That would send a powerful message to the egregious Farron, Clegg, Ashdown and all their motley crew of embittered, anti-democratic Remainer plotters, intent on ignoring or overturning the expressed will of the people.

And that will be a very fine contradiction indeed.

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Oikophobia Unleashed

Brexit then Trump has caused hitherto-muted ‘Liberal’ contempt for the masses to erupt unconstrained

A week may be a long time in politics: but the 4½-month period between late-June and mid-November seems to have gone by in a flash.

Because, between the aftermaths of the two political earthquakes represented by the UK electorate’s vote for Brexit on 23rd June and the US electorate’s vote for Trump on 8th November, the chorus of Left-‘Liberal’ anger, objection, complaint and condemnation has been both continuous in frequency and unchanging in content.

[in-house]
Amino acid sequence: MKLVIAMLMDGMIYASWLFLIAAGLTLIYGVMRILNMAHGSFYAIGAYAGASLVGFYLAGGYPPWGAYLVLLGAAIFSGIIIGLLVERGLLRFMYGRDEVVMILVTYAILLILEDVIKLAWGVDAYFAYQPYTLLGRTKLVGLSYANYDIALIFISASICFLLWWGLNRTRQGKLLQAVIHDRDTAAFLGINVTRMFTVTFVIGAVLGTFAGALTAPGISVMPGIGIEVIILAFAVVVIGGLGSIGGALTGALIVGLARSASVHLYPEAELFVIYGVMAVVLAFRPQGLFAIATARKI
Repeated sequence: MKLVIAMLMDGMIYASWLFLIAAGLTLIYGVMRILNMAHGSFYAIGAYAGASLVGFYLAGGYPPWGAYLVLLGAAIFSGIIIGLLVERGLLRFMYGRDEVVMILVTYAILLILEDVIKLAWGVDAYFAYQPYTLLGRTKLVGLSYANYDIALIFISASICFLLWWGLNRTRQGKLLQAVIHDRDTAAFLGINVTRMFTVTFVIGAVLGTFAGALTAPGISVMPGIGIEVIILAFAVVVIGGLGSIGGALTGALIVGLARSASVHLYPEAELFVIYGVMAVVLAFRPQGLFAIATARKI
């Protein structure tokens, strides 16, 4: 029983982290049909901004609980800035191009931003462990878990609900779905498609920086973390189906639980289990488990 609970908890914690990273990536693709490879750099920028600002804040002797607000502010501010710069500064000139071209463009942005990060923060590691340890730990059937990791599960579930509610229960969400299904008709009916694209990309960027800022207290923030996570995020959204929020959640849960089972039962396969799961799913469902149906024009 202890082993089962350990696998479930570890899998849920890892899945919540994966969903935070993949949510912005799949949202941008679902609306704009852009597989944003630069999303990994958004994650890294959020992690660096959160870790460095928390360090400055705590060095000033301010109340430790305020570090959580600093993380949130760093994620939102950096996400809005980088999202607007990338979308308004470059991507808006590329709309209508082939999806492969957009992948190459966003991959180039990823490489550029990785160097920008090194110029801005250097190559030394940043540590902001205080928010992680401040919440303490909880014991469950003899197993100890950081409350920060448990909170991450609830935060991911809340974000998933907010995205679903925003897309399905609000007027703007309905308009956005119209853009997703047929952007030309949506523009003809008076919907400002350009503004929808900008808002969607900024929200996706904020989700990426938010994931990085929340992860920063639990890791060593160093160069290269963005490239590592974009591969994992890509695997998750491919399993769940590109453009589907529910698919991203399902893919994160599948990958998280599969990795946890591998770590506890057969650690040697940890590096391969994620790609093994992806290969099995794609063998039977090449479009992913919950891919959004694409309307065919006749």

A word on semantics. I habitually use “Left-‘Liberal'” for two reasons: the “Left” to distinguish it from the Classical-Liberalism to which it now bears hardly any relation, and the quotes around ‘Liberal’ to convey that its truly ‘liberal’ components are harder to detect. In US, and increasingly now in UK, usage, ‘Liberal’ actually means Left-‘Liberal’: so the remainder of this piece will use it as such.

‘Liberal’ opinion would always have been anti-Brexit. It prefers unaccountable, democracy-bypassing supranational institutions to the democratic sovereign nation-state: it favours unfettered immigration rather than even mildly-controlled borders: it supports elites-benefiting crony-corporatism over genuinely competitive markets: and it would rather single-regulatory-area trading blocs than free trade.